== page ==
With the 24 Euro retail price and 15 Euro shipping, $60 (AUD) is a hefty premium for a bike bell – it costs more than the knog OI! but is about $20 less than the Spurcycle bell. This is obviously in the league of premium bike bells where there is no admittance to riders who are perfectly happy with a $5 bell.

The sound is electronic (it runs on 2x CR2032 batteries) and there are three different sounds. To change the sound, lift it from the mount and set it back down.

The first sound is like an obnoxious whistle, the second sounds like a broken bike bell and the third is like annoying duck… I like that one best. Kids love this bell, their faces light up and they beg you to have a go.

In it’s simplicity, I still missed the practicality of being able to set my preferred sound (the ducks) and sticking with that. Each time you have to cycle through the sounds. Perhaps it is the early morning commutes where I just want to pedal away rather than setup the sound that steals away a bit of the joy. Sometimes the sound wouldn’t change properly and my beloved ducks were missing and I kept getting obnoxious whistle which I stopped liking. That will teach me for being grumpy.

The sound volume is 90 dB which is quite soft in noisy urban environments. The first big test was approaching a big group of pedestrians from behind and I was wondering why I had to ring the bell six times before any of them noticed and turned to look. Perhaps the unusual sounds don’t send the same message as the clear definitive tone of a bike bell. It was only when I put the Nello bike bell onto one of my kids bikes and headed out for a nice ride together was I able understand why pedestrians didn’t seem to notice it.

While I am riding with this bell on my bars it is audible to me. But when I am a few meters, the volume drops rapidly and it starts to become really difficult to hear regardless of the sound selected. In a typical urban backdrop with cars whizzing by, the buzz of pedestrians and squeak and clatter of bikes, the Nello very easily gets lost… I reluctantly have to say that this is a problem for me as I need pedestrians to notice and make space.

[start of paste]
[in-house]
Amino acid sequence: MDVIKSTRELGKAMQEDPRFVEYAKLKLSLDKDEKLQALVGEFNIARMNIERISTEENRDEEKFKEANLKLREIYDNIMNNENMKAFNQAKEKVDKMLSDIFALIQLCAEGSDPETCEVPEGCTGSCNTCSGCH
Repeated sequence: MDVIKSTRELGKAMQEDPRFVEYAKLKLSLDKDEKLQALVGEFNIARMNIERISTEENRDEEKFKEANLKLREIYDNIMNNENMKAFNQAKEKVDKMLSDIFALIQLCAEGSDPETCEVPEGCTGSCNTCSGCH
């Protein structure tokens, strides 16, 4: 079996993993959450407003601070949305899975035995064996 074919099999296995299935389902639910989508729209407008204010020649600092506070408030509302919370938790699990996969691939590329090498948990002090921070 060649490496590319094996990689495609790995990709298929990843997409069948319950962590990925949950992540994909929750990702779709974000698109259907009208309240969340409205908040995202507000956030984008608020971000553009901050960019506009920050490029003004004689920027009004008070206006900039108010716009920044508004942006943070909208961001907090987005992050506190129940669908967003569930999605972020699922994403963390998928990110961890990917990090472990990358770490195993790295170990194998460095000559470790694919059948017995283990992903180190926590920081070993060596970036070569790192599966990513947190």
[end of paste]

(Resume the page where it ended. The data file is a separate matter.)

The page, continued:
In practice, the Nello bell will help you satisfy the law of requiring an ‘audible warning device’ on your bike, but it underperforms in comparison to a regular (and boring) bike bell… In contrast, it looks fantastic. To become a convert however, I would need two improvements; a much louder audio and a broader selection of sounds.

luca palomar nello

Just the facts…

The Lucetta lights are not cheap, but if you have an awesome classic steel road bike or vintage bike, these lights are practical, fun and look good. The Nello bell is (ironically) not as audibly impressive as it should be… but it is different and visually, a head turner.

More information about Palomar products and purchases are online at:

bicycle light review

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About The Author

Christopher Jones is a recreational cyclist and runs a professional design business, Signale. As the driving force behind he has one of each 'types' of bicycles.

2 responses to “Reinventing Bicycle Bells and Lights with the Palomar Lucetta and Nello”

  1. John Ford says:

    Good article .. but why do we need bells on our bikes .. 90% of pedestrians have ear phones on and have no idea of sound other than what’s crashing into they ear drums ..

  2. The law in the states and territories across Australia require an audible warning device.

    It is true that drivers generally can’t hear a bike bell so on the roads with other vehicles, a bike bell has essentially no use or value.

    In pedestrian zones however, a bike bell is convenient both for the rider and pedestrian. For the rider it is a relatively standardised and recognisable alert. Likewise for a pedestrian who is aware, they know to check and make space.

    Of course a bike bell has problems when it can’t be heard to has the effect of causing pedestrians to become erratic.

    Generally in areas with more bikes and a more healthy transport mix (so more shared pedestrians and bike areas… and few private motor vehicles), the bells become even more useful.

    The advantage is that bells are relatively cheap and non-invasive so for cycling advocacy, the individuals and groups are tending to concentrate on more significant issues. To contradict this however, police have (sometimes) heavy financial penalties for riders without a bell.